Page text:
There is no central character, except perhaps the narrator and the never-identified government body that mandates the exchange. Normally, a story personalizes such events, tracing one person’s story, which brings the reader closer to feeling the humanity behind the situation. But here, the relief of the shame-givers, and the discomfort and arrogance of the shame-receivers, is clearly shown, but the emphasis is on the societal role, rather than the effect on individuals. It helps us get a little closer to demanding that government, instead of being a rule-enforcing bureaucracy, create solutions to problems, even the problems it creates itself.
So much work had gone into this exchange, so much planning. Was this, finally, the strategy that would help the nation? The organizers watched the officials get into their cars. The cars started, turned, and drove onto the highway. Those at the warehouse stood, watching the cars vanish into the distance, and then everyone—carefully—cheered.
Bender made an interesting choice to end the story with the exchange, explicitly asking the question, “Was this, finally, the strategy that would help the nation?” This “Lady or the Tiger” ending sets up a debate for readers, who can imagine and discuss different possibilities. The most optimistic view: the officials will find shame so painful they will stop giving themselves tax breaks while the people who work the hardest – and don’t kid yourself, food service, chicken plucking, housekeeping, personal care are harder than writing reports or trading stocks, and for the past year, more deadly – get less and less. More realistically, perhaps, is that the shame recipients are psychologically hard-wired to reject shame, which is why they have so little of it to begin with. Or they will leave office and a new crop of the shameless will come into power.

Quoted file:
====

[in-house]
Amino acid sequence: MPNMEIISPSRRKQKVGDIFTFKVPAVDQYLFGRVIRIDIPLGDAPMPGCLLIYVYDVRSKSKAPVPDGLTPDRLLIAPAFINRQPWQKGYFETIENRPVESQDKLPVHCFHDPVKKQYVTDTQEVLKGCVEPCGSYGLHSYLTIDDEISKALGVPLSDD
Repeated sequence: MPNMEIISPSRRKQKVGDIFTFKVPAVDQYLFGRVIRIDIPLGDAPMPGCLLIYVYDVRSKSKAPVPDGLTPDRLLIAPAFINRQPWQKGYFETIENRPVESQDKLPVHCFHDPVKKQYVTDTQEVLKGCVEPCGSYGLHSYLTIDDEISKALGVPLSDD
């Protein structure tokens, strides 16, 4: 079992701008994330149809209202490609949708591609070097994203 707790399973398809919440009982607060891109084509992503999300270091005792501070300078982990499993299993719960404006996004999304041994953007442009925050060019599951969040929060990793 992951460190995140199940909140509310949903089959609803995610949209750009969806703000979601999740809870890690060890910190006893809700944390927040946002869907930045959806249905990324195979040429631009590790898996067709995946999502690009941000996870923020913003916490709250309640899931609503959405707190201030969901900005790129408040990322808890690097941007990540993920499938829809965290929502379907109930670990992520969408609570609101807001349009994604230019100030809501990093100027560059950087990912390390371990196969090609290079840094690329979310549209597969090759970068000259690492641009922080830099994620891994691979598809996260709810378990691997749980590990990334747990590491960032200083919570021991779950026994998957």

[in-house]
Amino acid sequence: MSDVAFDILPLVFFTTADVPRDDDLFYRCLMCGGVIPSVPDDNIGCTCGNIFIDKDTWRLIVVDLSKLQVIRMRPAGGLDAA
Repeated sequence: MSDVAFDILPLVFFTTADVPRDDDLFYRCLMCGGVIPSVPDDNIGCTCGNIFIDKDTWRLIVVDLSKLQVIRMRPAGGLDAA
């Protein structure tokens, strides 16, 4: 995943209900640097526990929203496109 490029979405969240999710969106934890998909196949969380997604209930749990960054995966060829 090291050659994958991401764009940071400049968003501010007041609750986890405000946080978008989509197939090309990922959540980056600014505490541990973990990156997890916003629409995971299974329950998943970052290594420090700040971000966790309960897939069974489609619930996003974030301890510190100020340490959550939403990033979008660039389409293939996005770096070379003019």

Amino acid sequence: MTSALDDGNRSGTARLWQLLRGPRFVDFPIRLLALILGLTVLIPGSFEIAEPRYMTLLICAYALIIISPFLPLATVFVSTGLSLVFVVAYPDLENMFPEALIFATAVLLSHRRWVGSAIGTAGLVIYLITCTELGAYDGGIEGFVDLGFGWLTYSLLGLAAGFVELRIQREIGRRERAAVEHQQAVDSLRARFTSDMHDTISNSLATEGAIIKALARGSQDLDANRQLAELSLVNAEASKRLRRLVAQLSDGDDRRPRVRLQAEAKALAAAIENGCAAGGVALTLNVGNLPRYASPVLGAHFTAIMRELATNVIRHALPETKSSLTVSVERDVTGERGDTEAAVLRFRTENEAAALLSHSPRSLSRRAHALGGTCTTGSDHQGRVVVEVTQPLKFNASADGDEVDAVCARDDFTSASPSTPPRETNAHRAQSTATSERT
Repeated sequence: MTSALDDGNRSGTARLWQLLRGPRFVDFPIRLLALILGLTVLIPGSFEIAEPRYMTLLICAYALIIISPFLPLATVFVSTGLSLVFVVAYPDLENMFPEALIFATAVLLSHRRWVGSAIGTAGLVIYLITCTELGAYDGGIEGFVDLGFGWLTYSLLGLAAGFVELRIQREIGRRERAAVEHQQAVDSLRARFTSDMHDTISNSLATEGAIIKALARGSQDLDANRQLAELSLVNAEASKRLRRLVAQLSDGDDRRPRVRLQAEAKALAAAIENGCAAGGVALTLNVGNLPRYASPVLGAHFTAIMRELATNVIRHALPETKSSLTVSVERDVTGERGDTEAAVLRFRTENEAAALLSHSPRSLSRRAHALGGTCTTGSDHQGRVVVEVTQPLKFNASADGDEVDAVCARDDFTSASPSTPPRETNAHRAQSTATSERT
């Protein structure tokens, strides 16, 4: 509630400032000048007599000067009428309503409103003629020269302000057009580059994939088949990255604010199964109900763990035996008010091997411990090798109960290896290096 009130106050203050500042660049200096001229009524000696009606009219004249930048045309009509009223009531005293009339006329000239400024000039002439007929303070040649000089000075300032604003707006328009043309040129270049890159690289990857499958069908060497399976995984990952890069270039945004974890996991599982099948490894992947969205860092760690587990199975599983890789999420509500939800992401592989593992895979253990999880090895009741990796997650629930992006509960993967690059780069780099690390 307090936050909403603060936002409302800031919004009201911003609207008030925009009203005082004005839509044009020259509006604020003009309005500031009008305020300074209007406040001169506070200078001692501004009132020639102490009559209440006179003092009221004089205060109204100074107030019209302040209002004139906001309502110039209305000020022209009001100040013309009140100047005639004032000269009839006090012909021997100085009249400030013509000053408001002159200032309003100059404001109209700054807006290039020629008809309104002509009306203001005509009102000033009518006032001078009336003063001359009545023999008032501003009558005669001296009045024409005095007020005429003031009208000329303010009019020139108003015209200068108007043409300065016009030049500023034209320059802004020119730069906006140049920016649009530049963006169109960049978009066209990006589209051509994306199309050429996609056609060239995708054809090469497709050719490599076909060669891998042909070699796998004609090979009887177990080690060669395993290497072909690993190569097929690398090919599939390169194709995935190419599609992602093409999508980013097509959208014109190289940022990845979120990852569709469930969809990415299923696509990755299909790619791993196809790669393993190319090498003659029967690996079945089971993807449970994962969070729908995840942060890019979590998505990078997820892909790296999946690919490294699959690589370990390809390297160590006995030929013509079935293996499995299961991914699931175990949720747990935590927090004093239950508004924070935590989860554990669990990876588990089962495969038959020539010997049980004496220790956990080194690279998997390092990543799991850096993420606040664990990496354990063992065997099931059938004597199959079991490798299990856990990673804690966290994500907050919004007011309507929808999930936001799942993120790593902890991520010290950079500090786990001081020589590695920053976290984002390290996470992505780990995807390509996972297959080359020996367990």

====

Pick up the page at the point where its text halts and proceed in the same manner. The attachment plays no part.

Logistics aside, we can even ask if a deficiency of shame is the overall problem. Does greed – and you can argue over whether greed for money or greed for power are different things – play into it as well? This is why the story makes a wonderful avenue into thinking about how society can – should? – be structured, into looking at the question (borrowing from T.M. Scanlon and Chidi Anagonye), what do we owe each other.
One brief wag of the finger to Pushcart: they list the story as an essay. That happens from time to time. There is an essay-like quality to the prose, but, obviously, it’s fiction.
I was so intrigued by this story, I went looking for Bender, to see if it appears in any of her books. No, it doesn’t, but the description of her 2018 collection The New Order appealed to me, so that’s on its way to me now. Whether I’ll get to it this year, I don’t know – my In-Between-Reading bookshelf is sagging under the weight of rereads and new reads I’ve been picking up over the past several months – but l want it in the lineup. I think Refund will find its way here next year.
Yes, this is one of my more impulsive, less thought-out posts. I may regret it some day. But the idea of bringing back shame to public servants bypasses the inhibition center of my frontal lobe and has me writing from the emotional center, rather than reason, at a scream. That’s what an effective story does.
* * *
Complete story available online at Yale Review.